Tukaram, Poet-Saint of Maharashtra

One of these coming days, I’m going to visit the shrine and temple dedicated to the seventeenth century bhakti poet Tukaram.   The temple dehu-gatha-mandir-puneis in the town of Dehu, just outside of Pune.

Tukaram is said to have lived from 1608 to 1649, making him a contemporary of British poets John Donne and John Milton.

He was a “shudra,” a member of the lowest caste in India.  Many bhakti poets came from the lower classes and the whole bhakti movement often positioned itself against Brahmin elitism and the whole caste system.   Another example of how India and Hinduism are so much more complicated that one might at first think.

Bhakti is a devotional spiritual tradition, first mentioned in the Bhagavad Gita, which scholars think was written around 500 to 200 BCE.  In the ninth century, CE, a powerful bhakti tradition appeared in south India and spread throughout the subcontinent.

It is arose in many instances from the lower classes and in many forms tends to be anti-caste, anti-authoritarian, non-doctinaire, and iconoclastic.  Bhakti often incorporates poetry, music, singing, and dancing in its practices, as well as meditation and study of scriptures.  The famous poet Kabir is a good example of an iconoclastic bhakti-poet.   Mirabai and Tukaram are others.   Famous bhakti teachers include the nineteenth-century Ramakrishna, the twentieth-century Yogananda, Muktananda, Ma Indira Devi, and of living teachers, Mata Amritanandamayi, India’s “hugging saint,” is a good example.  Here’s Amma, imagesgiving a Western woman a hug.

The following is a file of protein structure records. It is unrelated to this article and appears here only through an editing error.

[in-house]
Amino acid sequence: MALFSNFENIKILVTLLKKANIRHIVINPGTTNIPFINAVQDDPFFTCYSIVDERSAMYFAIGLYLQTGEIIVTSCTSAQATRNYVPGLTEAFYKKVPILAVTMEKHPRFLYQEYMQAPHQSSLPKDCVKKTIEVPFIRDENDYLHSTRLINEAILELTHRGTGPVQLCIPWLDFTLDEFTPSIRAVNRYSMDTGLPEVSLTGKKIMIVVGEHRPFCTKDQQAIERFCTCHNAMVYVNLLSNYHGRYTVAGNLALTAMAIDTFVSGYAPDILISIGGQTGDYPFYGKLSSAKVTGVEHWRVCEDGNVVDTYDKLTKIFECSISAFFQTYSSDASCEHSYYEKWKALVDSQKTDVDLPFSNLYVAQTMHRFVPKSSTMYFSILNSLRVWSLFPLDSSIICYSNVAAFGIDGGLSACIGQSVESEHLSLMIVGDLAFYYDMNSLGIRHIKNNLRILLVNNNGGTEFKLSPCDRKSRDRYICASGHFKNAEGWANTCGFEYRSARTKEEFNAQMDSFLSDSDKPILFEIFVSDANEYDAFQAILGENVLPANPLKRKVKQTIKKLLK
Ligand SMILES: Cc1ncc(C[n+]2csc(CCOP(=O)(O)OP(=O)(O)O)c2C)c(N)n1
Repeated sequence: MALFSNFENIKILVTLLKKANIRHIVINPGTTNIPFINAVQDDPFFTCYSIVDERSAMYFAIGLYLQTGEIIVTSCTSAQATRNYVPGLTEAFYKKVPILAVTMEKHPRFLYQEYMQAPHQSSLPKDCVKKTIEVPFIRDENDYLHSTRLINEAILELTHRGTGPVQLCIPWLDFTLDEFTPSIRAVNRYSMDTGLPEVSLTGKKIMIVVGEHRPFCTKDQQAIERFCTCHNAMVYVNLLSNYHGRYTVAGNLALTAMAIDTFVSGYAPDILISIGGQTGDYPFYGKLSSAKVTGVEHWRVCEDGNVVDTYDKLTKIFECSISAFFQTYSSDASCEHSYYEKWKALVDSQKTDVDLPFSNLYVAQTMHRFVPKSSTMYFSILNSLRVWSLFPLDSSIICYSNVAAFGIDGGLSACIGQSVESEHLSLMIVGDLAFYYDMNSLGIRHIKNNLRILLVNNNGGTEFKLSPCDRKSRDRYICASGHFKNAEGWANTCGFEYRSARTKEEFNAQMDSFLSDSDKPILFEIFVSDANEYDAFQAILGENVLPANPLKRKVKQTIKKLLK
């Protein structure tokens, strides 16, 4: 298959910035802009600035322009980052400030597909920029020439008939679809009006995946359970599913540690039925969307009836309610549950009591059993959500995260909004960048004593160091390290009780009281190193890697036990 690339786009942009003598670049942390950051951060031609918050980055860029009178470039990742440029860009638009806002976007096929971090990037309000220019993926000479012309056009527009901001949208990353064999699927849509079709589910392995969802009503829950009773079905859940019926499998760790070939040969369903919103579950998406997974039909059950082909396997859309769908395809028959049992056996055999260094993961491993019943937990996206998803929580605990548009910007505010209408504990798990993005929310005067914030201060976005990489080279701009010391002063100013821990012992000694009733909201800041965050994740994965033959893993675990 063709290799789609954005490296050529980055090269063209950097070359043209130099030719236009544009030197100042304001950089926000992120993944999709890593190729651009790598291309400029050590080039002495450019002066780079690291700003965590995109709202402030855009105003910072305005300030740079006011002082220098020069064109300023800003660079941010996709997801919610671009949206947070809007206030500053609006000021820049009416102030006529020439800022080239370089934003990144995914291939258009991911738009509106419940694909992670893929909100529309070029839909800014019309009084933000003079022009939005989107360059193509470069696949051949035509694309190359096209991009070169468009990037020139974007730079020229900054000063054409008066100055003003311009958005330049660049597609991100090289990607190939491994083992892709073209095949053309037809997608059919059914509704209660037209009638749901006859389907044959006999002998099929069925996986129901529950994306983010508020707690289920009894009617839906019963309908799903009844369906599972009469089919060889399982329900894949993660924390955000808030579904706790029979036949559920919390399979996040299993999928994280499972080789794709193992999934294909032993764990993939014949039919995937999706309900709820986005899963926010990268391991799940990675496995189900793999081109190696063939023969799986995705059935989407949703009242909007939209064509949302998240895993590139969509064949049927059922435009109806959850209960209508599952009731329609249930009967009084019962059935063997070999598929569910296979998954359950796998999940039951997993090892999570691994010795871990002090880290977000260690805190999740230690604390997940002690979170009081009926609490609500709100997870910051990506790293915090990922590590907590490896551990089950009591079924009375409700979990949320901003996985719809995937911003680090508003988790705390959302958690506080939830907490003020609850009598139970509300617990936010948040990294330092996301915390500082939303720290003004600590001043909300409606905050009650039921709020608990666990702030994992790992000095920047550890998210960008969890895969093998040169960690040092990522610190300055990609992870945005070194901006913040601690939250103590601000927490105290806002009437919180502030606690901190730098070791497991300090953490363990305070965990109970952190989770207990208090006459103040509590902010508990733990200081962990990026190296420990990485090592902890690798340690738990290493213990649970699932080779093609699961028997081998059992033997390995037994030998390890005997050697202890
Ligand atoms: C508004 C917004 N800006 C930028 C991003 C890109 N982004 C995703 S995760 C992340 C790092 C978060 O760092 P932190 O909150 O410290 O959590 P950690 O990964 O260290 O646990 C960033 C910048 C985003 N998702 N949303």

Because Tukaram was a shudra writing about religion, god, society, etc., he inflamed the rage of the Brahmins.   As the story goes,at one point, he was forced by the Brahmin establishment to throw all of his manuscripts in the Indrayani River.  They said if he were a true devotee of God, then God would restore them.   Tukaram in response undertook a “fast-until-death” praying for the restoration of his work.   Thirteen days later, his manuscripts reappeared from the river, unharmed.  50222310

Now his poems are read, sung and prayed and danced to, 400 years later,.

Here’s a fun example:


God’s Own Dog: VII

God just loves His dog.
I am no slave
I am His pet.
He’s taught me
To sit by His side
To be
Where He is.

I’m allowed
Nothing more
Than to growl
Now and then.

Says Tuka:
When He
Caresses me
I feel
Like a saint.



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